As the result of one such campaign, the Arab village of Na’ani was abandoned, and many of the villagers took refuge on the streets of al-Ramla.

On May 15, the day after David Ben-Gurion declared Israel’s statehood, the war officially began, as neighbouring Arab states joined the battle. 

What Israel considered attempts by the Arabs to wipe it off the map, Palestinian villagers saw as an attempt to save them from living as a minority in an alien state. That same day, the Irgun began a series of attacks on al-Ramla.

The town’s local defenders lay behind sandbags in shallow drenches they had dug with oxen and hand tools. “The whole city,” an Israeli newspaper would recount, “became one big battlefield.” 

On May 19, the attacks were finally repulsed. But the spectre of the Irgun penetrating the town’s defences had evoked fears of another Deir Yassin-like massacre.

As Dr Rasem Khairi bandaged wounded fighters in his makeshift clinic, Khairi elders made plans to send their children to safety in the nearby Christian hill town of Ramallah. They assumed it would be for just a short time.

Ill-equipped, barefoot

Fact file: Sir John Glubb

Sir John Glubb Pasha (1897-1986), also known as Glubb Pasha, was a British general best known for commanding the Transjordan Arab Legion between 1939 and 1956.

He is credited with transforming the Arab Legion into one of the strongest armies in the Arab world.

In 1956, King Hussein of Jordan sacked Glubb Pasha as part of his efforts to solidify his status in the Arab world.

In al-Ramla, the Khairis watched as the situation went from bad to worse.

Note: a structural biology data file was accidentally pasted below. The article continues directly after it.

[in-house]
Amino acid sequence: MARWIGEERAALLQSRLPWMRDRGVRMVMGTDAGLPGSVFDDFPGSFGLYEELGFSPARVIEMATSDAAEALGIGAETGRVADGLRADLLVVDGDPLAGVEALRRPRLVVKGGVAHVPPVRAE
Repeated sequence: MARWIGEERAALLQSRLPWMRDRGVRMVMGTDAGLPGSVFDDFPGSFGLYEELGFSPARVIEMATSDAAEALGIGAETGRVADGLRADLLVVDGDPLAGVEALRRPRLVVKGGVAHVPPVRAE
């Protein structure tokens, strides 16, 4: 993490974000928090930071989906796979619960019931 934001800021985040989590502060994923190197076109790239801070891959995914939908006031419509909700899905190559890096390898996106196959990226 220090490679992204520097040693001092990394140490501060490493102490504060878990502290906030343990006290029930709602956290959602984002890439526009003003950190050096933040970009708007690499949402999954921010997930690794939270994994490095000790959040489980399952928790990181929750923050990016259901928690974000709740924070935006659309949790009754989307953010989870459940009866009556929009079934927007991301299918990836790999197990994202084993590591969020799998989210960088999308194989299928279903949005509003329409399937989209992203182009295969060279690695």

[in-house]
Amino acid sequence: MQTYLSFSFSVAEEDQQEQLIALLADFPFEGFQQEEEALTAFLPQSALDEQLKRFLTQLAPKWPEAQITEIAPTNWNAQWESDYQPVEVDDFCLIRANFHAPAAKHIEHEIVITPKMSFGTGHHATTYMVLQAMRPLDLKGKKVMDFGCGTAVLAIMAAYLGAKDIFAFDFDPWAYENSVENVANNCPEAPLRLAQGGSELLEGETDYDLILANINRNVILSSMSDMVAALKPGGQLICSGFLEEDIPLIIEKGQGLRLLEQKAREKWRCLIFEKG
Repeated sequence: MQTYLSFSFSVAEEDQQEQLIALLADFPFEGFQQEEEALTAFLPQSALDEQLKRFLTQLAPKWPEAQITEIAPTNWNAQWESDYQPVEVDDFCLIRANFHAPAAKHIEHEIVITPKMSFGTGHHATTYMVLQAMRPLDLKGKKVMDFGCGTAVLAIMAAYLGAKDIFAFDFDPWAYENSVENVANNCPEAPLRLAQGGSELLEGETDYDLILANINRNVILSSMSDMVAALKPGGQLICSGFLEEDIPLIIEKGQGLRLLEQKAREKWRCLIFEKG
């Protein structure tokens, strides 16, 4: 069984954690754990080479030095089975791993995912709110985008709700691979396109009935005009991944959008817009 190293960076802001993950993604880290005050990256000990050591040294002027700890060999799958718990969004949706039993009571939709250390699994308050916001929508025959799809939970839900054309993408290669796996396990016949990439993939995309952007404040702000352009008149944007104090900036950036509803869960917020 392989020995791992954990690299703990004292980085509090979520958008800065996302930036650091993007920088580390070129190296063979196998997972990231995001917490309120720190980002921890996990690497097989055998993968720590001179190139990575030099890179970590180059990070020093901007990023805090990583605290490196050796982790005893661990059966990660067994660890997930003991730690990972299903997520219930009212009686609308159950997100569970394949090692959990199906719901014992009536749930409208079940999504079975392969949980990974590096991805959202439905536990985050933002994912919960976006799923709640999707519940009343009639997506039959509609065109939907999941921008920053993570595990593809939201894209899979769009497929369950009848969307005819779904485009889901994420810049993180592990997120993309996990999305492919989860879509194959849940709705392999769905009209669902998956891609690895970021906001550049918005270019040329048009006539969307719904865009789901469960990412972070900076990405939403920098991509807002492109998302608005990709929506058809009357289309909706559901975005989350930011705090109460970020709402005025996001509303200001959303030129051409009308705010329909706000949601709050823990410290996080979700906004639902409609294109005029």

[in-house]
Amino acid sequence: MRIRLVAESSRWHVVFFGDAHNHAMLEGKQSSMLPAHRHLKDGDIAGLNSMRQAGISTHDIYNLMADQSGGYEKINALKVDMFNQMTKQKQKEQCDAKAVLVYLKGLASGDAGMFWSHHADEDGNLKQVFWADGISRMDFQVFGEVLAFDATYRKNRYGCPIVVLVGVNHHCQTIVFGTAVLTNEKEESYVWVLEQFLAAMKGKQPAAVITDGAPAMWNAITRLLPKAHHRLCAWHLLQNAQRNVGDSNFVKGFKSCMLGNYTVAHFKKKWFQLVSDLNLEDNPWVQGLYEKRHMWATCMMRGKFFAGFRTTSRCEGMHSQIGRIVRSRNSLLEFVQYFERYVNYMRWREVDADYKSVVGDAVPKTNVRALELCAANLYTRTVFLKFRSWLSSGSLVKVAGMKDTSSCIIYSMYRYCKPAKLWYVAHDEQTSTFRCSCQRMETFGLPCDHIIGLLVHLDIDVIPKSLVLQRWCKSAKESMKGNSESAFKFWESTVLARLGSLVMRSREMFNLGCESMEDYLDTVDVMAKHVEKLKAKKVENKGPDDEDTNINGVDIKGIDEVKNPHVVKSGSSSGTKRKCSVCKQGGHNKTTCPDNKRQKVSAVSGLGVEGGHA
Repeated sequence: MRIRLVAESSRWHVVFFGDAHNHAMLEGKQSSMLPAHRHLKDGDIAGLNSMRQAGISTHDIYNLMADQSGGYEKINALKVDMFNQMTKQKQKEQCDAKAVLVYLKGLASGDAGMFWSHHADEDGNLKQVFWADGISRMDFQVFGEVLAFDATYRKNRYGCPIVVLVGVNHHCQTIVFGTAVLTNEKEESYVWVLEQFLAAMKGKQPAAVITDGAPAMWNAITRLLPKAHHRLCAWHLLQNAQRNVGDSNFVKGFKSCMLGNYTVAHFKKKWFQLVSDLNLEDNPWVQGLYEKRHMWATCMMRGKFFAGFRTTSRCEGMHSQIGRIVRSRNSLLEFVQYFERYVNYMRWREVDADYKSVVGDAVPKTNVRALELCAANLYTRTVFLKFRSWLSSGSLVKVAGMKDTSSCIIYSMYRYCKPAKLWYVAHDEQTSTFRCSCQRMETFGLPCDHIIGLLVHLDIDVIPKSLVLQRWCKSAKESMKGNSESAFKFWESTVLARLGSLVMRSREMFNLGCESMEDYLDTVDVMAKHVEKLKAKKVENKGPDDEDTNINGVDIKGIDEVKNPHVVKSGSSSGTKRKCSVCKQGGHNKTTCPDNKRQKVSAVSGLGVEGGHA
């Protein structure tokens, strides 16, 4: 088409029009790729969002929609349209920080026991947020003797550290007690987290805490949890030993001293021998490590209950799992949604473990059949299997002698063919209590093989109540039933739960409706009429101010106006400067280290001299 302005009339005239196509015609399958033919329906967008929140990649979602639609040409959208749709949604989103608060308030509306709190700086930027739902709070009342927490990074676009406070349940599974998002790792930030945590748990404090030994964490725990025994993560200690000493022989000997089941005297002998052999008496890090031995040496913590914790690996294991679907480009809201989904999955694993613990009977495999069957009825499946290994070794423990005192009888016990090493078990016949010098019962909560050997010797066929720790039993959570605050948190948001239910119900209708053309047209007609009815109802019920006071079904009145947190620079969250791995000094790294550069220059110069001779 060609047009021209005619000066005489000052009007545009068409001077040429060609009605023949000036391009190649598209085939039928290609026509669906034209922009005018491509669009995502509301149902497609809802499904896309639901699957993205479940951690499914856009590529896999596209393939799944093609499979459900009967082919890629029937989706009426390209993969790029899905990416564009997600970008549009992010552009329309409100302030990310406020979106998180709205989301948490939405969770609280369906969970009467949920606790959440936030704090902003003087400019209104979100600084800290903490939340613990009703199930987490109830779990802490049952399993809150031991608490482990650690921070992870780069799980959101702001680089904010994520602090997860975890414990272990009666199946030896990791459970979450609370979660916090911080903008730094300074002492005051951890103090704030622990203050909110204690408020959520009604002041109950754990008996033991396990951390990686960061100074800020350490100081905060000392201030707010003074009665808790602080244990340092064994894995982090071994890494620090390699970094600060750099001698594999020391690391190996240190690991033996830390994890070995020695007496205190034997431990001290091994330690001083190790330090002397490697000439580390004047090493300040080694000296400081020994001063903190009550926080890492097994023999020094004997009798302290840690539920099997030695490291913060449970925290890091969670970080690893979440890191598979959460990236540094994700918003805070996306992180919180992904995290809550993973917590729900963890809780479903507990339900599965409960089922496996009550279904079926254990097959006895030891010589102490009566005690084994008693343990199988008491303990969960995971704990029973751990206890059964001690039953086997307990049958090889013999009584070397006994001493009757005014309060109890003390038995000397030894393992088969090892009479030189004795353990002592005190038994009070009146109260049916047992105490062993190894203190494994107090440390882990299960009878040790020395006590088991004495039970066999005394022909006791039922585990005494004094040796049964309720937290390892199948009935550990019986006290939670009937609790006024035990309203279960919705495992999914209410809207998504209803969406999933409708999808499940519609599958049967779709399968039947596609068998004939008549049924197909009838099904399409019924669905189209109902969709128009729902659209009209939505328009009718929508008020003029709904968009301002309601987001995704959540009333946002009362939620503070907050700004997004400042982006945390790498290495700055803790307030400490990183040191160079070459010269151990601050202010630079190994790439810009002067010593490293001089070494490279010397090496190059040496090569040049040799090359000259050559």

In late May, commander Hassan Salameh himself was killed, and his fighters, leaderless, drifted away. 

Now the defence of the town was left largely to barefoot Bedouins sent by King Abdullah of Transjordan, whose main objective was not to confront Israel, but to capture the West Bank for his Hashemite kingdom. 

The members of the ill-equipped, ill-humoured “barefoot brigade” would be remembered for their bravery and for their hunger: they often used their rifles to shoot pigeons for food.

But they would be no match for the Israeli forces, which, during a June ceasefire, had managed to break a UN arms embargo and smuggle in fighter planes, tanks, rifles, and millions of rounds of ammunition. 

The Arab side, under the influence of the British, had adhered to the embargo, and thus King Abdullah’s fighters, at the end of the ceasefire, found themselves almost out of bullets. 

“How are we to fight without ammunition?” the commander of King Abdullah’s Arab Legion, Glubb Pasha, asked Transjordan’s prime minister.

“Don’t shoot,” came the reply, “unless the Jews shoot first.”

And so it was that two days after the end of the ceasefire, on July 11, 1948, the battle-hardened Jewish army stormed the town of Lydda, easily overwhelming their ragtag forces, and marching inexorably toward al-Ramla. 

For Sheikh Mustafa, there was no choice but to send his son to the nearby kibbutz to surrender. 

He did so on the evening on July 11. The surrender document declares that the Arab residents of the town could choose to leave, “if they want to”; implicit, and understood by parties from both sides who signed the agreement, was that the Arabs could also choose to stay.

Quickly, the people of al-Ramla learned of a new reality. On July 12, Israeli soldiers began pounding on doors with the butts of their guns, shouting through bullhorns, “Yallah Abdullah!  Go to Abdullah, go to Ramallah!”

The residents of al-Ramla and Lydda were being expelled by force of arms.

Sandy Tolan is the author of The Lemon Tree:  An Arab, A Jew, and the Heart of the Middle East, from which this account is drawn.  He is associate professor of journalism at the Annenberg School for Communication, University of Southern California.

Source: Al Jazeera